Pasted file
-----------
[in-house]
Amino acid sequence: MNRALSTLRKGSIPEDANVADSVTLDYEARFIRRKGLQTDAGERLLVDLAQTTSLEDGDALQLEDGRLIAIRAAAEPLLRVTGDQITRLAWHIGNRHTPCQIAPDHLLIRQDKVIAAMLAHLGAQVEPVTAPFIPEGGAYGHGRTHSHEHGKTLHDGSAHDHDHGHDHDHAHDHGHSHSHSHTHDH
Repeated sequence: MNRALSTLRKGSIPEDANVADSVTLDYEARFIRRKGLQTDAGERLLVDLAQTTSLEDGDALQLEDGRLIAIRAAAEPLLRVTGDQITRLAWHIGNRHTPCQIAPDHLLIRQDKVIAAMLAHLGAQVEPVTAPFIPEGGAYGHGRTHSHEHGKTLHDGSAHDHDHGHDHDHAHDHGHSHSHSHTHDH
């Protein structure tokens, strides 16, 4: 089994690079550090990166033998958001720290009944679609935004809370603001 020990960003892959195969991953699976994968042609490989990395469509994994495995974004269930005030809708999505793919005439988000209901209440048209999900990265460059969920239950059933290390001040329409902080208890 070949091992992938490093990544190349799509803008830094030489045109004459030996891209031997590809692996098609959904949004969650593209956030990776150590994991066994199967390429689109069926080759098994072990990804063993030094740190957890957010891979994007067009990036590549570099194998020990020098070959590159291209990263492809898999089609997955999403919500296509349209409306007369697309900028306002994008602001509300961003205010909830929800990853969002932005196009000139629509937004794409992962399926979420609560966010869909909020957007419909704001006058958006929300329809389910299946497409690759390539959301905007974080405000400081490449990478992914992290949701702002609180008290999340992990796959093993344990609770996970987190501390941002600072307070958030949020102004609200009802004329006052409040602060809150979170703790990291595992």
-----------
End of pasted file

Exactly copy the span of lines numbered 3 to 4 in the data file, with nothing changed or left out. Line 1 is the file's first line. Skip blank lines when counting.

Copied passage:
Repeated sequence: MNRALSTLRKGSIPEDANVADSVTLDYEARFIRRKGLQTDAGERLLVDLAQTTSLEDGDALQLEDGRLIAIRAAAEPLLRVTGDQITRLAWHIGNRHTPCQIAPDHLLIRQDKVIAAMLAHLGAQVEPVTAPFIPEGGAYGHGRTHSHEHGKTLHDGSAHDHDHGHDHDHAHDHGHSHSHSHTHDH
């Protein structure tokens, strides 16, 4: 089994690079550090990166033998958001720290009944679609935004809370603001 020990960003892959195969991953699976994968042609490989990395469509994994495995974004269930005030809708999505793919005439988000209901209440048209999900990265460059969920239950059933290390001040329409902080208890 070949091992992938490093990544190349799509803008830094030489045109004459030996891209031997590809692996098609959904949004969650593209956030990776150590994991066994199967390429689109069926080759098994072990990804063993030094740190957890957010891979994007067009990036590549570099194998020990020098070959590159291209990263492809898999089609997955999403919500296509349209409306007369697309900028306002994008602001509300961003205010909830929800990853969002932005196009000139629509937004794409992962399926979420609560966010869909909020957007419909704001006058958006929300329809389910299946497409690759390539959301905007974080405000400081490449990478992914992290949701702002609180008290999340992990796959093993344990609770996970987190501390941002600072307070958030949020102004609200009802004329006052409040602060809150979170703790990291595992």